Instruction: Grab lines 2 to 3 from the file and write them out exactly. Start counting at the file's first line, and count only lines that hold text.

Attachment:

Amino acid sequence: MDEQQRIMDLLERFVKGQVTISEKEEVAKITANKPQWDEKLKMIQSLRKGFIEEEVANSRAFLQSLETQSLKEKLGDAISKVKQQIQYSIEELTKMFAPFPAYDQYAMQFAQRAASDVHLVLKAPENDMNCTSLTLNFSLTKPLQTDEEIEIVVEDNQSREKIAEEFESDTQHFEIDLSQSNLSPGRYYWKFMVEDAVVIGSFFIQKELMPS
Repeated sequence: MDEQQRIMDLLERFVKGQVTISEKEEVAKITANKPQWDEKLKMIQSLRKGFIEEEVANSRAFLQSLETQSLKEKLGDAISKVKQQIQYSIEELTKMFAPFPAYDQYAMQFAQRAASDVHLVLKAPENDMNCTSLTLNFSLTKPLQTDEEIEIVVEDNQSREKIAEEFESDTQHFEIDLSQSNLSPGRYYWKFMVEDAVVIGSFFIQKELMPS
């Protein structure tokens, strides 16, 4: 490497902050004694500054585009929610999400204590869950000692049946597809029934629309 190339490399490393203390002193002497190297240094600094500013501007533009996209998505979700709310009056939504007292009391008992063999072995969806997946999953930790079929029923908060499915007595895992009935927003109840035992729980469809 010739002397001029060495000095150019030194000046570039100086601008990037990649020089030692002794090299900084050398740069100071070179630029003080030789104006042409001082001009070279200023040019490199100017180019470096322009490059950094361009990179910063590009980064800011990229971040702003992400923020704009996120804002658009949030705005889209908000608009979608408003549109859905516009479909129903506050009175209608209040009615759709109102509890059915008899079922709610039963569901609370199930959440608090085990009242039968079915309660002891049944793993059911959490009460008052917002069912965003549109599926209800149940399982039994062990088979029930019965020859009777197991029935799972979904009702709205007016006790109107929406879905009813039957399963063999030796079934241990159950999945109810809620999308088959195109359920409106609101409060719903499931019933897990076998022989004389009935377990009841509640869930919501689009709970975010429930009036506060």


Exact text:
Repeated sequence: MDEQQRIMDLLERFVKGQVTISEKEEVAKITANKPQWDEKLKMIQSLRKGFIEEEVANSRAFLQSLETQSLKEKLGDAISKVKQQIQYSIEELTKMFAPFPAYDQYAMQFAQRAASDVHLVLKAPENDMNCTSLTLNFSLTKPLQTDEEIEIVVEDNQSREKIAEEFESDTQHFEIDLSQSNLSPGRYYWKFMVEDAVVIGSFFIQKELMPS
């Protein structure tokens, strides 16, 4: 490497902050004694500054585009929610999400204590869950000692049946597809029934629309 190339490399490393203390002193002497190297240094600094500013501007533009996209998505979700709310009056939504007292009391008992063999072995969806997946999953930790079929029923908060499915007595895992009935927003109840035992729980469809 010739002397001029060495000095150019030194000046570039100086601008990037990649020089030692002794090299900084050398740069100071070179630029003080030789104006042409001082001009070279200023040019490199100017180019470096322009490059950094361009990179910063590009980064800011990229971040702003992400923020704009996120804002658009949030705005889209908000608009979608408003549109859905516009479909129903506050009175209608209040009615759709109102509890059915008899079922709610039963569901609370199930959440608090085990009242039968079915309660002891049944793993059911959490009460008052917002069912965003549109599926209800149940399982039994062990088979029930019965020859009777197991029935799972979904009702709205007016006790109107929406879905009813039957399963063999030796079934241990159950999945109810809620999308088959195109359920409106609101409060719903499931019933897990076998022989004389009935377990009841509640869930919501689009709970975010429930009036506060």